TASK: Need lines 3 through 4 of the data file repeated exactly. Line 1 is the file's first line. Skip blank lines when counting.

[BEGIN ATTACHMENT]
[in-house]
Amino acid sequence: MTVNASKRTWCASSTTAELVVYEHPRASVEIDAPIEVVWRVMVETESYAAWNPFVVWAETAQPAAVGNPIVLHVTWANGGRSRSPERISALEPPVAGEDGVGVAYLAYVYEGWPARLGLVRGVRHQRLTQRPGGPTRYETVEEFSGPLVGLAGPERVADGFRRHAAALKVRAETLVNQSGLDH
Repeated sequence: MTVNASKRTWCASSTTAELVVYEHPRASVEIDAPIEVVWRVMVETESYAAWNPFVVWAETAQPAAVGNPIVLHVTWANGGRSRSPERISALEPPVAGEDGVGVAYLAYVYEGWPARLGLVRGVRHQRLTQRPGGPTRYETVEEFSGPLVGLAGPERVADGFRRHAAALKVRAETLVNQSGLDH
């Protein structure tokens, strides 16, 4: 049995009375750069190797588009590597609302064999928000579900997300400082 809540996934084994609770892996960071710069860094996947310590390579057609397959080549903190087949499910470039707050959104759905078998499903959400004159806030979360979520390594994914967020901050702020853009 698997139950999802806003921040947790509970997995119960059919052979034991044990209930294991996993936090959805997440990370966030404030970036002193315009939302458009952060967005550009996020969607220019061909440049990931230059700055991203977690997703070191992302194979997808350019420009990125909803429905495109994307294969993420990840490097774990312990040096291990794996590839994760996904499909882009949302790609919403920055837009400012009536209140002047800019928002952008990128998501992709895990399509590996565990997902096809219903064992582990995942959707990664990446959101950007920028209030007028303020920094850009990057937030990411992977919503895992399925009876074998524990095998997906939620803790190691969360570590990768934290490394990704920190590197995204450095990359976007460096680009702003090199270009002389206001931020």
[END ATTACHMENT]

Repeated sequence: MTVNASKRTWCASSTTAELVVYEHPRASVEIDAPIEVVWRVMVETESYAAWNPFVVWAETAQPAAVGNPIVLHVTWANGGRSRSPERISALEPPVAGEDGVGVAYLAYVYEGWPARLGLVRGVRHQRLTQRPGGPTRYETVEEFSGPLVGLAGPERVADGFRRHAAALKVRAETLVNQSGLDH
């Protein structure tokens, strides 16, 4: 049995009375750069190797588009590597609302064999928000579900997300400082 809540996934084994609770892996960071710069860094996947310590390579057609397959080549903190087949499910470039707050959104759905078998499903959400004159806030979360979520390594994914967020901050702020853009 698997139950999802806003921040947790509970997995119960059919052979034991044990209930294991996993936090959805997440990370966030404030970036002193315009939302458009952060967005550009996020969607220019061909440049990931230059700055991203977690997703070191992302194979997808350019420009990125909803429905495109994307294969993420990840490097774990312990040096291990794996590839994760996904499909882009949302790609919403920055837009400012009536209140002047800019928002952008990128998501992709895990399509590996565990997902096809219903064992582990995942959707990664990446959101950007920028209030007028303020920094850009990057937030990411992977919503895992399925009876074998524990095998997906939620803790190691969360570590990768934290490394990704920190590197995204450095990359976007460096680009702003090199270009002389206001931020």